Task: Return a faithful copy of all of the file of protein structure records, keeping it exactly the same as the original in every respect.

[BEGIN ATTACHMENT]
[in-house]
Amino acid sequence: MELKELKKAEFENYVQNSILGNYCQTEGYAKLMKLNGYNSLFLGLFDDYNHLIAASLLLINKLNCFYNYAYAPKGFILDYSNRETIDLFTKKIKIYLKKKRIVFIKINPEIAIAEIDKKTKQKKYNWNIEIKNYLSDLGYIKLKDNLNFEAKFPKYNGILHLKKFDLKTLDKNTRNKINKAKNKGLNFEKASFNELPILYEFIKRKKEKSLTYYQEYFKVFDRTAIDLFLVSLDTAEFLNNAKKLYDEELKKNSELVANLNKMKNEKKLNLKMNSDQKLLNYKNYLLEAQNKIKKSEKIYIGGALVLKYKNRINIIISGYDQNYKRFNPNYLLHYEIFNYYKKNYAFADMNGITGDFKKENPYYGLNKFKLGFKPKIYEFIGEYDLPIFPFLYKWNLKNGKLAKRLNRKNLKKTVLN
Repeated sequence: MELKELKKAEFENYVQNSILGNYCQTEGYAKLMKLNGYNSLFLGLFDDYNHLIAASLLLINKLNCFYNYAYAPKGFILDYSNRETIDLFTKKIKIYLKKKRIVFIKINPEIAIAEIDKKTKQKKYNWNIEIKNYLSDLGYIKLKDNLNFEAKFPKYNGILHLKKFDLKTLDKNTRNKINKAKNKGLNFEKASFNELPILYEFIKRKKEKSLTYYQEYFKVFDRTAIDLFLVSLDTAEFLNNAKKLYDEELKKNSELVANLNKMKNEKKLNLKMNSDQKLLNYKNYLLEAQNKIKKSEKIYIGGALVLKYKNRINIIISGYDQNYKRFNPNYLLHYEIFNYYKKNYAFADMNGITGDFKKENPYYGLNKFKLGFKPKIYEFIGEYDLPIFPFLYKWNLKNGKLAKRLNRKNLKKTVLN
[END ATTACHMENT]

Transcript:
[in-house]
Amino acid sequence: MELKELKKAEFENYVQNSILGNYCQTEGYAKLMKLNGYNSLFLGLFDDYNHLIAASLLLINKLNCFYNYAYAPKGFILDYSNRETIDLFTKKIKIYLKKKRIVFIKINPEIAIAEIDKKTKQKKYNWNIEIKNYLSDLGYIKLKDNLNFEAKFPKYNGILHLKKFDLKTLDKNTRNKINKAKNKGLNFEKASFNELPILYEFIKRKKEKSLTYYQEYFKVFDRTAIDLFLVSLDTAEFLNNAKKLYDEELKKNSELVANLNKMKNEKKLNLKMNSDQKLLNYKNYLLEAQNKIKKSEKIYIGGALVLKYKNRINIIISGYDQNYKRFNPNYLLHYEIFNYYKKNYAFADMNGITGDFKKENPYYGLNKFKLGFKPKIYEFIGEYDLPIFPFLYKWNLKNGKLAKRLNRKNLKKTVLN
Repeated sequence: MELKELKKAEFENYVQNSILGNYCQTEGYAKLMKLNGYNSLFLGLFDDYNHLIAASLLLINKLNCFYNYAYAPKGFILDYSNRETIDLFTKKIKIYLKKKRIVFIKINPEIAIAEIDKKTKQKKYNWNIEIKNYLSDLGYIKLKDNLNFEAKFPKYNGILHLKKFDLKTLDKNTRNKINKAKNKGLNFEKASFNELPILYEFIKRKKEKSLTYYQEYFKVFDRTAIDLFLVSLDTAEFLNNAKKLYDEELKKNSELVANLNKMKNEKKLNLKMNSDQKLLNYKNYLLEAQNKIKKSEKIYIGGALVLKYKNRINIIISGYDQNYKRFNPNYLLHYEIFNYYKKNYAFADMNGITGDFKKENPYYGLNKFKLGFKPKIYEFIGEYDLPIFPFLYKWNLKNGKLAKRLNRKNLKKTVLN